We were never far from a Starbucks (with French toast on the menu for breakfast) nor from a McDonalds (serving French macaroons along with hamburgers). H&M now stands shoulder-to-shoulder with Louis Vuitton and Mercedes-Benz on the Boulevard Champs-Elysées. An indoor mall with scores of high-end shops greets your entry to the Louvre, and teenage offspring of Middle Eastern immigrants may wait on you at the North American-style food court.

Entrance/exit to the Subway

Those rude French officials? Apparently a thing of the past, and everyone under forty whom you encounter in a shop, on the metro, or in a museum speaks to you in English.  The traffic may still be horrendous, but motor bikes have replaced bicycles as scores of them line the sidewalks outside your motel. Pharmacies, marked with large florescent green crosses, are everywhere. (Apparently the French use them like walk-in clinics. Both my sister and I had occasion to use them, but that’s another story.) Yes, there were some minor snags —a return ticket from Versailles was not accepted, requiring an hour wait in line; our hotel room was not ready in time; airport drivers showed up late; a suitcase was ripped, and Air France was on strike at Charles de Gaulle Airport, BUT it really didn’t matter.  It was still Paris. It was still interesting, and it was enchanting.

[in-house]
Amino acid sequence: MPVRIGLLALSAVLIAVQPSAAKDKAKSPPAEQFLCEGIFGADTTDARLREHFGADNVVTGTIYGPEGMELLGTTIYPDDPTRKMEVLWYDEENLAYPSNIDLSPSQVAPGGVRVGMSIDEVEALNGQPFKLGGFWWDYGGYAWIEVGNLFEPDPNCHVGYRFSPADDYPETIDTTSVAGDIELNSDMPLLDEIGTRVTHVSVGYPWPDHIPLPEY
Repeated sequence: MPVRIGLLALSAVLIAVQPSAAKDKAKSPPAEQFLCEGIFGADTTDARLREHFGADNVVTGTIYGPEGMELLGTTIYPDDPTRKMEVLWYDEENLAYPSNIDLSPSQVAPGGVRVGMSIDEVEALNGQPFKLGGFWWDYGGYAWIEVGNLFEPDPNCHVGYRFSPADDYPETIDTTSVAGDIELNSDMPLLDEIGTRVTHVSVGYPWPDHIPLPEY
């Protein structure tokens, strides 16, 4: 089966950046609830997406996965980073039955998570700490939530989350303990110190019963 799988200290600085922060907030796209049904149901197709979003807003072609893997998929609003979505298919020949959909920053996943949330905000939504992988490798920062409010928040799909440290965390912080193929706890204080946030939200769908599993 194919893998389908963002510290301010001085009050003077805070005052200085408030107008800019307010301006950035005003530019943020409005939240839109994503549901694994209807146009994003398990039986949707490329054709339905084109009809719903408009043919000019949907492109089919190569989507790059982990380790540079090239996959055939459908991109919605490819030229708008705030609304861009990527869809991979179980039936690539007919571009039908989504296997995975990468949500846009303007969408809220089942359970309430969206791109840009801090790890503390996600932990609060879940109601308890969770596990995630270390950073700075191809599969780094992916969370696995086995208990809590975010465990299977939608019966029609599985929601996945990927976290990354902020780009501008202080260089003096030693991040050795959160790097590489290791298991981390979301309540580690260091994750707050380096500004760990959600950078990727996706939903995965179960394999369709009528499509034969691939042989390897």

Golden gate of Versailles
Have you been to Paris? If so, what did you like the most?
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Throwback Thursday: Halo Portable Battery Chargers (Link up too!) #tbt

 Halo Portable Battery Pack and Charger- My Life: A Work in Progress

I always want to come back and update product reviews months later, but life often gets in the way. Personally, when I’m researching a product I like to know how it’s performing after a long period of time. Bloggers often test a product for a couple or few weeks before reviewing it on their blogs. It’s the nature of the business. Companies understandably want a quick turn around.

Earlier this week, my sister-in-law, my two nephews, and my mother-in-law went along with me, Little J, and Hubby on a day trip to DC. Near the end of our visit, we stopped near some of the Smithsonian museums for a quick break. My SIL sat down on a low wall, and when I realized she’d pulled out a Halo Portable Battery Charger, it seemed too good of an opportunity to snap a photo and blog about it!

Electronics can’t replace love or human interaction, but they can often make life easier. The Halo company sent me several of their products last fall to review, including their stylish flashlights, the scanner mouse (which was a surprisingly popular post!), and their pocket power charger model 2800. The charger my sister-in-law is pictured with in this post is like the 2800 but a little bigger. It’s the Halo Pocket Power 5500, and it may not fit into your pocket as well, but it has more charging capabilities than the 2800. I handed out several of the 5500s to friends and family for their honest opinions. One has even been able to charge her iPad with it! She did say that it took a lot longer to charge an iPad than a cell phone (hours longer).